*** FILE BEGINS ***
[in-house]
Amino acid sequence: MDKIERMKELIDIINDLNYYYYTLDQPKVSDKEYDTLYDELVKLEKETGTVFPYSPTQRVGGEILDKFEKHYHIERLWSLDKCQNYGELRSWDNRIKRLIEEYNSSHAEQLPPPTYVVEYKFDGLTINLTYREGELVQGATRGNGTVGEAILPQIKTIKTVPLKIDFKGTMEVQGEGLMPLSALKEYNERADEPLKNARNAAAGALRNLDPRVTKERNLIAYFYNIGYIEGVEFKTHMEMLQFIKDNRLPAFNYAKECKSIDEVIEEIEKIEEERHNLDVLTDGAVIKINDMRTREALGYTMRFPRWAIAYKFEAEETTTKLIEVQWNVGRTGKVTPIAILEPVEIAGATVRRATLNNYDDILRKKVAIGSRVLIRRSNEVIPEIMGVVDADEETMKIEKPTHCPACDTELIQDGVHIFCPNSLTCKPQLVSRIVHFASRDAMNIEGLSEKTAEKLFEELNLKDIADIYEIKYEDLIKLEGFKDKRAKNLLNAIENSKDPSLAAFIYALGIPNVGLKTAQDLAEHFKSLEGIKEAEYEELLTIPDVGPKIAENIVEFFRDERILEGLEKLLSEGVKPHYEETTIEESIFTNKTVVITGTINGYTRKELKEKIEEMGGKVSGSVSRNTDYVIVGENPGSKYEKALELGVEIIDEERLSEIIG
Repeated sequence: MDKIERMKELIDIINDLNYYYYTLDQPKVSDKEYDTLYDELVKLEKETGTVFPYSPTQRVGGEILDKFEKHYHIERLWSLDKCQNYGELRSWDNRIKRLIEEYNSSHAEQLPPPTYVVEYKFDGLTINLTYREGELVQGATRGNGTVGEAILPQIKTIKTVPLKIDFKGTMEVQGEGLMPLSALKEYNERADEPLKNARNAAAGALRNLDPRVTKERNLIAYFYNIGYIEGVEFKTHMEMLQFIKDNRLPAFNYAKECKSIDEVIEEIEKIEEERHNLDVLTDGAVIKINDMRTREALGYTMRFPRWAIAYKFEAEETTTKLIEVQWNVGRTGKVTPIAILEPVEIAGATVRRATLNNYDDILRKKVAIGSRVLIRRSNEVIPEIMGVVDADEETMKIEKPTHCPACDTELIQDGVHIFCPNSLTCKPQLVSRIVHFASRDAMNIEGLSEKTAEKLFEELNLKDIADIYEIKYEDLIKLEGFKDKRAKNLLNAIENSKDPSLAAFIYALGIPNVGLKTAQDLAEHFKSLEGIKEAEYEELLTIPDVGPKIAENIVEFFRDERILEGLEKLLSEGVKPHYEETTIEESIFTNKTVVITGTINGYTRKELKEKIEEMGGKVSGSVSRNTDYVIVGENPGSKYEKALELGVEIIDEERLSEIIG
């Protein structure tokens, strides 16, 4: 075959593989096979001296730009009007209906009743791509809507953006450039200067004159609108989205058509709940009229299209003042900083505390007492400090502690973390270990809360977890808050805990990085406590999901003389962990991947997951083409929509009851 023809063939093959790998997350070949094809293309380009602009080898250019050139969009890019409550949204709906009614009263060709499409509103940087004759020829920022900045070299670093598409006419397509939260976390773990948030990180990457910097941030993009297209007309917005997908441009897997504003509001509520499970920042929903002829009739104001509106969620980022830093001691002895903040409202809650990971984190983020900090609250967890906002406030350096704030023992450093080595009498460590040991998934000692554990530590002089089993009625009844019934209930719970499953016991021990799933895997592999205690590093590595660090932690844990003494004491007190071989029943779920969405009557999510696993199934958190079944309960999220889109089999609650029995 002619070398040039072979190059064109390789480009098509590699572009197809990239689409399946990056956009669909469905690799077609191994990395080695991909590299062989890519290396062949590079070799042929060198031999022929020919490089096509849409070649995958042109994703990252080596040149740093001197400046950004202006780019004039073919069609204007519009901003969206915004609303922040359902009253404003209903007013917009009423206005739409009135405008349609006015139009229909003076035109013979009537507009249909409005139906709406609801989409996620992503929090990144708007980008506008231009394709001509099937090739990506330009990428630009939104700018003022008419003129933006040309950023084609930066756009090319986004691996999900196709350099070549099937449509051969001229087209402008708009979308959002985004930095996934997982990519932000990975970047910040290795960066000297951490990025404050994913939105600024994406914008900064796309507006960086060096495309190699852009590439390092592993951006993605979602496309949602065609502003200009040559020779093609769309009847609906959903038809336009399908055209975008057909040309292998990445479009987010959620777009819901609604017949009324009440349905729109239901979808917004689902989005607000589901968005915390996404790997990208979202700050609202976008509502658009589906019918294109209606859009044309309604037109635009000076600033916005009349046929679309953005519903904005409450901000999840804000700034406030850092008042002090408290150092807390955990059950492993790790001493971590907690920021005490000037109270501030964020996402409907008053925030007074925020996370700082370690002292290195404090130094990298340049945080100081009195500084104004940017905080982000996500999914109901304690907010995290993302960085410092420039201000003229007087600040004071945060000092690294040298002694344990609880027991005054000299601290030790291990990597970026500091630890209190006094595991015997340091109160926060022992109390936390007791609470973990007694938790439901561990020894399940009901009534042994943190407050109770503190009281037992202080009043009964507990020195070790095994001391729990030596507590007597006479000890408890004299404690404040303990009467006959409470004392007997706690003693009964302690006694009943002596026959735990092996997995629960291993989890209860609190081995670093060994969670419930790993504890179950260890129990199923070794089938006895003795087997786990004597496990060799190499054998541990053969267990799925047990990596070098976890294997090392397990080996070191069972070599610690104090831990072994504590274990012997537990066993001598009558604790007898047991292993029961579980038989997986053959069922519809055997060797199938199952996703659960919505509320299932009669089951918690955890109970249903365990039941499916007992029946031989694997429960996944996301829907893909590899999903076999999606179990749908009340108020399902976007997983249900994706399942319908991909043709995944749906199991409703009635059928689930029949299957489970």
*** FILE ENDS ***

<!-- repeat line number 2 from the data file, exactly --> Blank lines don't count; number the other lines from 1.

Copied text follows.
Amino acid sequence: MDKIERMKELIDIINDLNYYYYTLDQPKVSDKEYDTLYDELVKLEKETGTVFPYSPTQRVGGEILDKFEKHYHIERLWSLDKCQNYGELRSWDNRIKRLIEEYNSSHAEQLPPPTYVVEYKFDGLTINLTYREGELVQGATRGNGTVGEAILPQIKTIKTVPLKIDFKGTMEVQGEGLMPLSALKEYNERADEPLKNARNAAAGALRNLDPRVTKERNLIAYFYNIGYIEGVEFKTHMEMLQFIKDNRLPAFNYAKECKSIDEVIEEIEKIEEERHNLDVLTDGAVIKINDMRTREALGYTMRFPRWAIAYKFEAEETTTKLIEVQWNVGRTGKVTPIAILEPVEIAGATVRRATLNNYDDILRKKVAIGSRVLIRRSNEVIPEIMGVVDADEETMKIEKPTHCPACDTELIQDGVHIFCPNSLTCKPQLVSRIVHFASRDAMNIEGLSEKTAEKLFEELNLKDIADIYEIKYEDLIKLEGFKDKRAKNLLNAIENSKDPSLAAFIYALGIPNVGLKTAQDLAEHFKSLEGIKEAEYEELLTIPDVGPKIAENIVEFFRDERILEGLEKLLSEGVKPHYEETTIEESIFTNKTVVITGTINGYTRKELKEKIEEMGGKVSGSVSRNTDYVIVGENPGSKYEKALELGVEIIDEERLSEIIG